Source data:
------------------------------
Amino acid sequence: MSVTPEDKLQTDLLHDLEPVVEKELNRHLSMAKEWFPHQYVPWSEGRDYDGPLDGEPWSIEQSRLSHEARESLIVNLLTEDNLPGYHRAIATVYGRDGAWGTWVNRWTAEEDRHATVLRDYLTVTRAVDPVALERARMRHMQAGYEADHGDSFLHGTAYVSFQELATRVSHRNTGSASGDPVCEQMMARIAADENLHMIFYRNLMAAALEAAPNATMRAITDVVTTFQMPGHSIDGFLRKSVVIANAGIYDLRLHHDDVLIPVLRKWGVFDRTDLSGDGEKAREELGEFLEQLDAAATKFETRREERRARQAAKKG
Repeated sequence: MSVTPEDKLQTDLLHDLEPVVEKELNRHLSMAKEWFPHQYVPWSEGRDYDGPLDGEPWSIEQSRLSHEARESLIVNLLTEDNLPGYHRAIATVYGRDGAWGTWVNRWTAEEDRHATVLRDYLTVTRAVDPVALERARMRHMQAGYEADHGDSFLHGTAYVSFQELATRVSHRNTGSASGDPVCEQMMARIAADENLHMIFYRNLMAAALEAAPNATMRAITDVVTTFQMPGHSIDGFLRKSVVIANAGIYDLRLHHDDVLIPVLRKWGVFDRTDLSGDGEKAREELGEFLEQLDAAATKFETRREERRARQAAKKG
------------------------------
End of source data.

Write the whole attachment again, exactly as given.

Amino acid sequence: MSVTPEDKLQTDLLHDLEPVVEKELNRHLSMAKEWFPHQYVPWSEGRDYDGPLDGEPWSIEQSRLSHEARESLIVNLLTEDNLPGYHRAIATVYGRDGAWGTWVNRWTAEEDRHATVLRDYLTVTRAVDPVALERARMRHMQAGYEADHGDSFLHGTAYVSFQELATRVSHRNTGSASGDPVCEQMMARIAADENLHMIFYRNLMAAALEAAPNATMRAITDVVTTFQMPGHSIDGFLRKSVVIANAGIYDLRLHHDDVLIPVLRKWGVFDRTDLSGDGEKAREELGEFLEQLDAAATKFETRREERRARQAAKKG
Repeated sequence: MSVTPEDKLQTDLLHDLEPVVEKELNRHLSMAKEWFPHQYVPWSEGRDYDGPLDGEPWSIEQSRLSHEARESLIVNLLTEDNLPGYHRAIATVYGRDGAWGTWVNRWTAEEDRHATVLRDYLTVTRAVDPVALERARMRHMQAGYEADHGDSFLHGTAYVSFQELATRVSHRNTGSASGDPVCEQMMARIAADENLHMIFYRNLMAAALEAAPNATMRAITDVVTTFQMPGHSIDGFLRKSVVIANAGIYDLRLHHDDVLIPVLRKWGVFDRTDLSGDGEKAREELGEFLEQLDAAATKFETRREERRARQAAKKG